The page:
Healthcare Quarterly, 13(1) January 2010: 37-37.doi:10.12927/hcq.2013.21614


A Wake-Up Call for Healthcare Boards

Maura Davies

Numerous high-profile events in several provinces related to quality of care have illustrated that governing bodies are ultimately accountable for the safety and quality of care in our organizations. These events have served as wake-up calls to many boards, which are seeking guidance to better understand and live up to their responsibilities. This issue of Healthcare Quarterly addresses the need to clarify and support the board's role for quality and safety. Many boards have traditionally relied upon management or medical staff to look after quality and focused on financial resources and relationships with key stakeholders. Today there is increasing awareness that healthcare boards cannot abdicate their responsibilities for ensuring quality and safety and need to take specific actions to address these duties.

This need is recognized by the Canadian Patient Safety Institute (CPSI), which is sponsoring development of a tool kit to assist boards in carrying out their roles related to quality and safety. I am honoured to co-lead this work with Jim Nininger, former president of the Conference Board of Canada. The governance tool kit involves a rich set of resources and related training, and it will be available by spring 2010.

In this issue, Ross Baker and his colleagues summarize their research regarding effective governance for quality and safety in the Canadian healthcare system. They confirm that many boards are unclear and poorly equipped to fulfill their roles. Baker and his co-authors suggest reasons for this situation and propose a framework to assist boards in providing effective governance. The CPSI tool kit is based on this framework.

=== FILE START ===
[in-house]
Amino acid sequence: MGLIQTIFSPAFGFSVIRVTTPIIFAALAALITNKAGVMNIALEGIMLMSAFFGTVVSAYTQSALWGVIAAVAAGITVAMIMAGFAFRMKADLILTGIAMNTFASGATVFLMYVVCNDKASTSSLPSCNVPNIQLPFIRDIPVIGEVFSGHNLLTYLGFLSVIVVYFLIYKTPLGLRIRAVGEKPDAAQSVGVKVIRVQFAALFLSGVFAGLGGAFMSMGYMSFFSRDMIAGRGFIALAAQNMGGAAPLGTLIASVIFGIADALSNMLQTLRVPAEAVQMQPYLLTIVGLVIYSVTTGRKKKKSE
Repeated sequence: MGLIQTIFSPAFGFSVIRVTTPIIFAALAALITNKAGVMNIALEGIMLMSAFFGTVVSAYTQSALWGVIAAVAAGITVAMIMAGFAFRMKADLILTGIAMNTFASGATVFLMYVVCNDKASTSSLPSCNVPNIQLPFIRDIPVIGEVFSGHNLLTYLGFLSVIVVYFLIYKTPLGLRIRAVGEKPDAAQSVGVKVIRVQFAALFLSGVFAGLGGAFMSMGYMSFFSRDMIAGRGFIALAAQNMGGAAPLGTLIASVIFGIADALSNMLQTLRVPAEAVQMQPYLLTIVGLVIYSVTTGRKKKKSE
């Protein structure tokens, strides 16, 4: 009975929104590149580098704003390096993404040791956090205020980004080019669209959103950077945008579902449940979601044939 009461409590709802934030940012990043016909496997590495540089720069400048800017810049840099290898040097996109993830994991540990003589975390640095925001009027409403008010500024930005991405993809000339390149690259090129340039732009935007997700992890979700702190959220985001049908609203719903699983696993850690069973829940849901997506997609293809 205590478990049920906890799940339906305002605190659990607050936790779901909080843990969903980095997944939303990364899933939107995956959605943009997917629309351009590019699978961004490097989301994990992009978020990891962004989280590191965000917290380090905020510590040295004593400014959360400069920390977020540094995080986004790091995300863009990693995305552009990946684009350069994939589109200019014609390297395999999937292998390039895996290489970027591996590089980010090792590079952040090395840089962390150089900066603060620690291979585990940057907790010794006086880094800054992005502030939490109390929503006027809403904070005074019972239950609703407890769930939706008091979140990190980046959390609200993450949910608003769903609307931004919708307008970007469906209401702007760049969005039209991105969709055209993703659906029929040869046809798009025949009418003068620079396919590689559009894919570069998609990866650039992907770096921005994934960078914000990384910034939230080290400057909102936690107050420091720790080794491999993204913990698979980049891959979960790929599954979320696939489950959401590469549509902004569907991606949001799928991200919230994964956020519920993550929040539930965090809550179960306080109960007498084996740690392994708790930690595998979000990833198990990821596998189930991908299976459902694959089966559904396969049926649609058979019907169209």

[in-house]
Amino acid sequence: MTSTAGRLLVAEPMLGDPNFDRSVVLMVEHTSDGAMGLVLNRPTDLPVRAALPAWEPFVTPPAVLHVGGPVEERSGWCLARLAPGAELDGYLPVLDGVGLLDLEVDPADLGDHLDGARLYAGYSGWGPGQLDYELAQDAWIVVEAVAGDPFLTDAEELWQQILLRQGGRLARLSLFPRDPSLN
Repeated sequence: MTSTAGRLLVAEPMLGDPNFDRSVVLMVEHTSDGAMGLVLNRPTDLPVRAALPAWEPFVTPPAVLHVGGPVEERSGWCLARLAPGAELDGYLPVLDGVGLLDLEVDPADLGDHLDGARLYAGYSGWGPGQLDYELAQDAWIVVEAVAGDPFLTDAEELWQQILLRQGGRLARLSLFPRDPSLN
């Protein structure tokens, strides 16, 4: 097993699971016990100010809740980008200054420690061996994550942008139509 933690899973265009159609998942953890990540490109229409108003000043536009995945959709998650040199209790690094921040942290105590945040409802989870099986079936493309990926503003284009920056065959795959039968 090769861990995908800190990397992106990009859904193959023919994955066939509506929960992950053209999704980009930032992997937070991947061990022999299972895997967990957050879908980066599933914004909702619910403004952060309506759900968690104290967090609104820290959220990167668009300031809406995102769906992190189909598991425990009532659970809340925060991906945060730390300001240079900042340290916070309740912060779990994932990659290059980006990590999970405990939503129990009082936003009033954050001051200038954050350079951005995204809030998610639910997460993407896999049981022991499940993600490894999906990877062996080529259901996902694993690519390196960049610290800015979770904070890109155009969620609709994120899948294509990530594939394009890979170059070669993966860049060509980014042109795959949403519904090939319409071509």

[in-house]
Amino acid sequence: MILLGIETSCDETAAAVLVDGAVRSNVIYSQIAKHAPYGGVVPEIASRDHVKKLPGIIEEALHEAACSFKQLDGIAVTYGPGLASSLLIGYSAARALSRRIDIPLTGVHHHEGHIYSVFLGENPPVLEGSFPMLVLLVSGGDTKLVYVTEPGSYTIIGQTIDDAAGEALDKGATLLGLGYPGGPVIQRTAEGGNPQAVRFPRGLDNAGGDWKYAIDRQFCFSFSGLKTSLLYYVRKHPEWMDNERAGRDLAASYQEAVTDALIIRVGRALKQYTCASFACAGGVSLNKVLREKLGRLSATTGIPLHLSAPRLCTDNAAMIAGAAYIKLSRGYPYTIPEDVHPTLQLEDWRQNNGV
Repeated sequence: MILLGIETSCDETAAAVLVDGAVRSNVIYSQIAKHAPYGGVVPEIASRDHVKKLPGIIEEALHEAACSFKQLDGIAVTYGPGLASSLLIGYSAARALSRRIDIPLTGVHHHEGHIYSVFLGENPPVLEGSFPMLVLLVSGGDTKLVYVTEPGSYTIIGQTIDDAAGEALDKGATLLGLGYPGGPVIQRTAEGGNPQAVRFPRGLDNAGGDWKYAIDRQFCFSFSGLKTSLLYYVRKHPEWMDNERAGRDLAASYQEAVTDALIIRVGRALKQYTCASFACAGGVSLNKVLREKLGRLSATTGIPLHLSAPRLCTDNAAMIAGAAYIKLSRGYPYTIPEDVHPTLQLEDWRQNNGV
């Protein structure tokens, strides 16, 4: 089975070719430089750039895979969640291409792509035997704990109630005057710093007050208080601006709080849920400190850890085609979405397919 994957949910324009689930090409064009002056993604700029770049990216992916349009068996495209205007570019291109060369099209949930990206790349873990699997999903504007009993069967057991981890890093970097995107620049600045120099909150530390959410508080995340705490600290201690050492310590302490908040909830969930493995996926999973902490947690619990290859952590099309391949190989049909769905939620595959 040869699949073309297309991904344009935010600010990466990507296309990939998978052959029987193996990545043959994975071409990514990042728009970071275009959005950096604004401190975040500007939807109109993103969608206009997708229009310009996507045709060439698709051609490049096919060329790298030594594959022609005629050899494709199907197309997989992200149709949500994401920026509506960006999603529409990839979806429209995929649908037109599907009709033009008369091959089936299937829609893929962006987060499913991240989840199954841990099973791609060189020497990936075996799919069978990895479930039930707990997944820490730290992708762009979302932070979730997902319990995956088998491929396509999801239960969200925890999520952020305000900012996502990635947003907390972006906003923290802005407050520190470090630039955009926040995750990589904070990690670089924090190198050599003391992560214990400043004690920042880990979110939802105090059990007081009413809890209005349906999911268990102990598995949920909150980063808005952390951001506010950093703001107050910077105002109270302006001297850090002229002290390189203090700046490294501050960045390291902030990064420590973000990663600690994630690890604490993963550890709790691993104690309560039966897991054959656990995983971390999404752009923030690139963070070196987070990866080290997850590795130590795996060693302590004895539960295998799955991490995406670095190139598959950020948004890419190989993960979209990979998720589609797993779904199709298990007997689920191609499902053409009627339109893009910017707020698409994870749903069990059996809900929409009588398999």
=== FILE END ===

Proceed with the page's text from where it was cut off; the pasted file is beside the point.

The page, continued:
Don Carlow's article questions why health boards should exist if they cannot make a difference in quality and safety. He challenges boards to invest at least as much time and resources in stewarding quality and safety as they do in overseeing financial performance.

Michael Heenan and his colleagues from St. Joseph's Healthcare Hamilton illustrate how they help their board define quality, set the quality agenda, monitor quality and influence a quality culture.

The article by Ron Robertson and Melanie Serjak summarizes The Ottawa Hospital's approach to recruiting a high-performance board.

Within my organization, the Saskatoon Health Region, we are working hard to become a high-performance organization. We know that this can only occur if we have a high-performing board. We are already applying lessons learned from these articles. I hope that many of you will also find this issue helpful in positioning your board as an essential component of your strategy for quality and safety.

About the Author

Maura Davies, President and Chief Executive Officer, Saskatoon Health Region



Tonya Mahar wrote:

Posted 2011/01/13 at 04:51 AM EST

this is good article


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